That will be the end.
Little parakeet just won't leave kitty alone. I mean, really. Doesn't matter if kitty is drinking, or trying to sleep. He just won't leave kitty alone. I mean, really. Kitty's cool with it, though, and they enjoy the same food. And neither of them are especially interested in the beetle.
In 1982 the manga, Akira (previously) , began its run. It would ultimately spawn a film that would lead the way for the growth of the anime medium outside of Japan. An attempted Americanized remake (previouslyer) was in production before being ultimately canceled. The manga’s creator, Katsuhiro Otomo, in the meantime, had taken a 20 year break from long-form manga. It was recently announced that this break was coming to an end and that Otomo would be working on a new long-form shonen series.
The Nakagin Capsule Tower (slyt) is a prime example of the uniquely Japanese architecture known as "Metabolism", as well as the main inspiration for Tokyo's famous Capsule Hotels. The most unique feature of this building style is the interchangeability of the individual units, supposedly to allow it to adapt to changes in density and lifestyle (although that plan hasn't exactly panned out). Local residents are calling for the tower to be demolished, although a group of architects are trying to preserve it as an architectural landmark [more inside]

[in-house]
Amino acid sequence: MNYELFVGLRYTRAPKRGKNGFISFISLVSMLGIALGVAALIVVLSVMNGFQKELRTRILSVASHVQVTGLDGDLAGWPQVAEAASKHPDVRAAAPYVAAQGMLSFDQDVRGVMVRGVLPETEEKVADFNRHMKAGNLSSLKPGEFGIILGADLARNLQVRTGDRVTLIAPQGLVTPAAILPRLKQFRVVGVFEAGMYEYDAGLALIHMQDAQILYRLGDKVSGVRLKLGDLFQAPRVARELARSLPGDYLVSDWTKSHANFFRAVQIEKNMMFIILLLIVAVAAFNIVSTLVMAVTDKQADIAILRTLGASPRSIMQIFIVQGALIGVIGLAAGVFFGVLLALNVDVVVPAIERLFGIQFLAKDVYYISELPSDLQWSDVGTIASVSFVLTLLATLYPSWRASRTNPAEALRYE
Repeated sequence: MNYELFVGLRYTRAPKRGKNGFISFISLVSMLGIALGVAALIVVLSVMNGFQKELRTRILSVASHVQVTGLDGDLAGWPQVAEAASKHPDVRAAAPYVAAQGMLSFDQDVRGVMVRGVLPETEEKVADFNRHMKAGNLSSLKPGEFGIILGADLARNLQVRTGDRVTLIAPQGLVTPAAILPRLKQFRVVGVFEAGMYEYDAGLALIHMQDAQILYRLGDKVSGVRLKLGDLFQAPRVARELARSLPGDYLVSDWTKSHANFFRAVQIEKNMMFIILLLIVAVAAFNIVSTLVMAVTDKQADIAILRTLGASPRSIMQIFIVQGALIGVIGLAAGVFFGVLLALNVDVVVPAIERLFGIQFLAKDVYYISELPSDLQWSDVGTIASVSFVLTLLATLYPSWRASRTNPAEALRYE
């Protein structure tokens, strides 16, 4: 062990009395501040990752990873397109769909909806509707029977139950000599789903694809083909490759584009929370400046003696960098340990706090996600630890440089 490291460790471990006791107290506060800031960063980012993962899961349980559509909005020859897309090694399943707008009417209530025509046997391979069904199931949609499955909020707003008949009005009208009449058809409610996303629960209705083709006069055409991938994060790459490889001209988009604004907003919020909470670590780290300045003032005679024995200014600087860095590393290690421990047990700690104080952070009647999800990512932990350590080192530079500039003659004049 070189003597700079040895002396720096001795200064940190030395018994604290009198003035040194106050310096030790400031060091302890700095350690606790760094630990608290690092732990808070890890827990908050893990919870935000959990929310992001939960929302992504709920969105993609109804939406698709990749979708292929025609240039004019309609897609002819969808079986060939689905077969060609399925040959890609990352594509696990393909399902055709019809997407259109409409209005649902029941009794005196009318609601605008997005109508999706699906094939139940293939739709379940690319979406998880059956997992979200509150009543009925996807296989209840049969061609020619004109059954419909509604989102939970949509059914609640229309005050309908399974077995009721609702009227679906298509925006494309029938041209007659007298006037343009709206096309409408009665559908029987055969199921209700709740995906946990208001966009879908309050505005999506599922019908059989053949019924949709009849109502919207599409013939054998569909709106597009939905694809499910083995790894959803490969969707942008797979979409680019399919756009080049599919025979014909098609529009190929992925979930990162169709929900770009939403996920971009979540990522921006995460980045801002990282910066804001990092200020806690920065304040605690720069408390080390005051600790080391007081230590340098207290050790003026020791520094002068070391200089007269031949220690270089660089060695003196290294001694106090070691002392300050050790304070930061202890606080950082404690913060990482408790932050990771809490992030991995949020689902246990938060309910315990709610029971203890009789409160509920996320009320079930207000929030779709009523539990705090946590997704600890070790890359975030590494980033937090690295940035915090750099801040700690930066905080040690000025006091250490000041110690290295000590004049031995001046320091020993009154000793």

Wrecking Crew Orchestra (original Japanese site) are a young dance crew from Japan. Last week, they put on a light-synchronized performance in electroluminescent suits that has to be seen to be believed.
On the one year anniversary of the Fukushima disaster, the Economist magazine now considers Nuclear energy to be "the dream that failed", in an issue with articles covering the history, safety issues, handling of nuclear waste, and costs (with emphasis on China) of nuclear power. [more inside]
Following the March 2011 earthquake in Japan, commercials largely disappeared from television. To fill space between the news reports and lists of missing people, the Ad Council of Japan put together a number of PSAs. Since there were only five or ten of them, the PSAs played thousands of times over the course of a few months, searing themselves into the memory of the Japanese public. Most were typical messages about common courtesy, perseverance, listening to your kids, conservation, and international support. But one PSA in particular quickly took on a life of its own, instantly being mashed up with a classic Japanese TV trope: Robot Transformation Sequences! [more inside]